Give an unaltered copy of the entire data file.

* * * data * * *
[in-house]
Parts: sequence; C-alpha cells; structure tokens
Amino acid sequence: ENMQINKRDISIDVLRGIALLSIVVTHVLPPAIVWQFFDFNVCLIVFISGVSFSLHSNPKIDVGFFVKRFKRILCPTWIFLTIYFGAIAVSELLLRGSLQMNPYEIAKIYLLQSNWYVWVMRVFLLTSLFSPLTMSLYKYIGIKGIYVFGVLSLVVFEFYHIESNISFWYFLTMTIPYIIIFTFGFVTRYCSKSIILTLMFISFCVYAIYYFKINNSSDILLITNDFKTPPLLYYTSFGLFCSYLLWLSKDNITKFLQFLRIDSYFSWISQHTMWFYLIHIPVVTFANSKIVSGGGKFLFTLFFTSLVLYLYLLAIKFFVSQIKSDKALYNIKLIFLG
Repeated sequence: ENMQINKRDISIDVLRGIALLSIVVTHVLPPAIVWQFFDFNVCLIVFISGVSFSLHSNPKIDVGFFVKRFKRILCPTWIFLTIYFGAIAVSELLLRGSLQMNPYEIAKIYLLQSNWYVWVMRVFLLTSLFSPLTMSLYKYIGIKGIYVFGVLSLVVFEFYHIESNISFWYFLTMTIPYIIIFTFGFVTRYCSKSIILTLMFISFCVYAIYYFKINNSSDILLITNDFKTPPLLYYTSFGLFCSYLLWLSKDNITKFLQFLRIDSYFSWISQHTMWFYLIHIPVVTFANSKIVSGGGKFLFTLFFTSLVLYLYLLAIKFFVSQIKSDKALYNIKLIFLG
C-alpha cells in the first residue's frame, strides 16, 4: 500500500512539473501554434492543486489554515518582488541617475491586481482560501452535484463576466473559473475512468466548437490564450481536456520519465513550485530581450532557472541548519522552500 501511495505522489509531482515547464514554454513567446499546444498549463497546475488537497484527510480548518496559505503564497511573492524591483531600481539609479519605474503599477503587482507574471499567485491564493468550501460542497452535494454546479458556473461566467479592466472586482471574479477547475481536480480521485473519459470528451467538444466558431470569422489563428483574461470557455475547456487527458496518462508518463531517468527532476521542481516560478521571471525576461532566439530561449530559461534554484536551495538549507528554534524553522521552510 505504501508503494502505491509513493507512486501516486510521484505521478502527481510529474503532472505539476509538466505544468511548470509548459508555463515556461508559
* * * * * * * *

[in-house]
Parts: sequence; C-alpha cells; structure tokens
Amino acid sequence: ENMQINKRDISIDVLRGIALLSIVVTHVLPPAIVWQFFDFNVCLIVFISGVSFSLHSNPKIDVGFFVKRFKRILCPTWIFLTIYFGAIAVSELLLRGSLQMNPYEIAKIYLLQSNWYVWVMRVFLLTSLFSPLTMSLYKYIGIKGIYVFGVLSLVVFEFYHIESNISFWYFLTMTIPYIIIFTFGFVTRYCSKSIILTLMFISFCVYAIYYFKINNSSDILLITNDFKTPPLLYYTSFGLFCSYLLWLSKDNITKFLQFLRIDSYFSWISQHTMWFYLIHIPVVTFANSKIVSGGGKFLFTLFFTSLVLYLYLLAIKFFVSQIKSDKALYNIKLIFLG
Repeated sequence: ENMQINKRDISIDVLRGIALLSIVVTHVLPPAIVWQFFDFNVCLIVFISGVSFSLHSNPKIDVGFFVKRFKRILCPTWIFLTIYFGAIAVSELLLRGSLQMNPYEIAKIYLLQSNWYVWVMRVFLLTSLFSPLTMSLYKYIGIKGIYVFGVLSLVVFEFYHIESNISFWYFLTMTIPYIIIFTFGFVTRYCSKSIILTLMFISFCVYAIYYFKINNSSDILLITNDFKTPPLLYYTSFGLFCSYLLWLSKDNITKFLQFLRIDSYFSWISQHTMWFYLIHIPVVTFANSKIVSGGGKFLFTLFFTSLVLYLYLLAIKFFVSQIKSDKALYNIKLIFLG
C-alpha cells in the first residue's frame, strides 16, 4: 500500500512539473501554434492543486489554515518582488541617475491586481482560501452535484463576466473559473475512468466548437490564450481536456520519465513550485530581450532557472541548519522552500 501511495505522489509531482515547464514554454513567446499546444498549463497546475488537497484527510480548518496559505503564497511573492524591483531600481539609479519605474503599477503587482507574471499567485491564493468550501460542497452535494454546479458556473461566467479592466472586482471574479477547475481536480480521485473519459470528451467538444466558431470569422489563428483574461470557455475547456487527458496518462508518463531517468527532476521542481516560478521571471525576461532566439530561449530559461534554484536551495538549507528554534524553522521552510 505504501508503494502505491509513493507512486501516486510521484505521478502527481510529474503532472505539476509538466505544468511548470509548459508555463515556461508559